Residents Divided On Experiences With Connect For Health Colorado
While the Affordable Care Act “is going to remain the law of the land” for the foreseeable future, that isn’t preventing state lawmakers from debating health care reform efforts in Colorado. One key proposal is moving through the state legislature, however it’s not likely to gain enough traction to become law in part because of the national debate over Obamacare.
A proposal in the Republican-controlled state Senate seeks to do away with the state’s health care exchange – Connect for Health Colorado – and switch over to the federal exchange. The exchanges are how individuals purchase insurance under the Affordable Care Act.
Coloradans have had mixed experiences with the exchange.
“My costs did go up this year for a plan that provides fewer benefits than it did in the previous year,” said Hedda Peterson.
Peterson works for a local land trust in Crested Butte and is part of the eight percent of residents who purchase private insurance.
“I’d like more benefits for the cost to my monthly premium that I’m paying,” she said.
Fellow Crested Butte resident and 34-year-old fly fishing guide Zach Kinler said he’s experienced long waits and some technical problems with Connect for Health Colorado, but he’s more concerned about health care costs as a whole.
“I don’t know what the solution to that is,” he said. “But I just feel like the insurance system we have now really punishes people who are healthy.”
Carbondale resident Danielle Grace-Kopf, 37, has been pleased with her experience. She recently switched to the state exchange from purchasing private insurance on her own.
“It’s actually better insurance because I’m getting federal assistance because of my income level,” she said. “It’s actually a better plan. And it lowered my premium from $372 a month down to $97.”
Karlee Montgomery, 25, lives in Cortez. She feels it should be a right to have health care.
“Everybody needs health care,” she said. “We live in this great country but yet there are so many who cannot have access to it.”
Colorado wouldn’t be the first state to move from its own exchange to the federal one. Oregon, Kentucky and Nevada have all made the move.
“Connect for Health has not proven to be successful per the intent of the original act which was to increase access, affordability and choice for individuals and small employers purchasing health insurance,” said Sen. Jim Smallwood, R-Parker, during a committee hearing in February.
He’s the sponsor of Senate Bill 3. While it survived an initial hearing, it hasn’t yet been heard in the Senate Appropriations Committee. Even with Republican support, it still may not pass out of the Senate.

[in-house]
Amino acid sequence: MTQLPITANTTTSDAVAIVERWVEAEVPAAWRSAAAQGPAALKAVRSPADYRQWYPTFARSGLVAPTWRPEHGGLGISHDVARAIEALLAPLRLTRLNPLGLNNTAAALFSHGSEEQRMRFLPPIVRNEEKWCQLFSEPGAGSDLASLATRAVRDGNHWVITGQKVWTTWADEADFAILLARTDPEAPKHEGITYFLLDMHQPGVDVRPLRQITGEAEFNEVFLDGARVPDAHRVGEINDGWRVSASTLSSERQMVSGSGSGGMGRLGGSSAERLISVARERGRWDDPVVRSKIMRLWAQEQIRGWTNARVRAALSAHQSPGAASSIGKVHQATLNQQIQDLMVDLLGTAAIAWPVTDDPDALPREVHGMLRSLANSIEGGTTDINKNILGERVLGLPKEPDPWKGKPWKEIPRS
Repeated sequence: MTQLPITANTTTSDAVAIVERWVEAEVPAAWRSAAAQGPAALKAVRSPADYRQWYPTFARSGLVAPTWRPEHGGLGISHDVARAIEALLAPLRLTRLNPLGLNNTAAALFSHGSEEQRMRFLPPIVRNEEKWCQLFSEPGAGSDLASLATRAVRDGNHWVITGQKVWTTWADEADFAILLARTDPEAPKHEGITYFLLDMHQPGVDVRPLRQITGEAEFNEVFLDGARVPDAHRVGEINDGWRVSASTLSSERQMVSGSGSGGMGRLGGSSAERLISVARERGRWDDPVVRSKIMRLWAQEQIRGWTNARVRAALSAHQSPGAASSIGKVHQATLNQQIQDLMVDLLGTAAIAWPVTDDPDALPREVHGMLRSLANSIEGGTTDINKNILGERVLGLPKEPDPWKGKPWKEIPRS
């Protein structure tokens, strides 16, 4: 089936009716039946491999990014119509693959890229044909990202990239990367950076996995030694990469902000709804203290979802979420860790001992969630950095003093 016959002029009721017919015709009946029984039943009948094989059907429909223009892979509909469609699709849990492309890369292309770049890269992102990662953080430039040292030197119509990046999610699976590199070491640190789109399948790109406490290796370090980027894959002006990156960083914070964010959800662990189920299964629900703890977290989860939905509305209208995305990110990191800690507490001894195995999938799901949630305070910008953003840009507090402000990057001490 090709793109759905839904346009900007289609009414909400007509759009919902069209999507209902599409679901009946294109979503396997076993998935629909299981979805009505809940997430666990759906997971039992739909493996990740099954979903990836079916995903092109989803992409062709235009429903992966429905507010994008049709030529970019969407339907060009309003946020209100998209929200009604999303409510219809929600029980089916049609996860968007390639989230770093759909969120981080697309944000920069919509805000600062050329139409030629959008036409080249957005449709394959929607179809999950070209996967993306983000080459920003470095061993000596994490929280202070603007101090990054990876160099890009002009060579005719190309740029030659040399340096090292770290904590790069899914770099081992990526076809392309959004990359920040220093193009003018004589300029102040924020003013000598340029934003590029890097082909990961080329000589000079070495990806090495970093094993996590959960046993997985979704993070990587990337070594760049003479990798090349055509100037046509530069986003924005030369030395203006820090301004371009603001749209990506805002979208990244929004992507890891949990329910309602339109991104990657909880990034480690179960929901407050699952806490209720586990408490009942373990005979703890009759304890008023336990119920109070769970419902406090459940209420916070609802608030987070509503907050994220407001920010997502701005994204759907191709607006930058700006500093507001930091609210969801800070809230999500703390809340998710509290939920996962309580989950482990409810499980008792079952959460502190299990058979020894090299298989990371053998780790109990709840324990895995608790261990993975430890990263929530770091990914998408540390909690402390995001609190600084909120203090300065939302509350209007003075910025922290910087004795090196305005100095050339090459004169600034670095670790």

“We’ve certainly heard in years past --we love what you’re trying to do senator but this year we just can’t afford to do that,” said Senate Majority Leader Chris Holbert R-Parker.
There’s only $5 million dollars set aside in the state budget for the remaining bills this session. That means any bill that costs money – which SB 3 does – has a high hill to climb.
“That’s going to be up to members of the appropriations committee, so those folks have a tough job,” said Holbert.
Even if it clears the Senate, Democrats have signaled they would defeat it in the House. They said it’s too costly, and would do nothing to address the underlying problems with the health care system. The bill has also been wrapped up in the national debate over the Republican push to repeal Obamacare. According to capitol insiders, continued uncertainty at the federal level, will likely halt any major health care proposals in the near future.
For 33 year-old Ryan Corson of Westcliffe it’s an issue he hopes Congress can tackle and improve upon for every day Americans. He owns a property management company, and is part of a health co-op. He said health care costs take up about one-fifth of his budget, and while he said his plan is good, it’s capped at $300,000. If something catastrophic happened, his family wouldn’t be covered.
“You know, statistics are kind of scary. One-in-two men in their lifetimes develop cancer and one-in-three women,” he said. “My wife’s father, he recently went through pancreatitis and his health care bills were over $1 million. And just knowing that something like that could happen--we could literally lose everything.”
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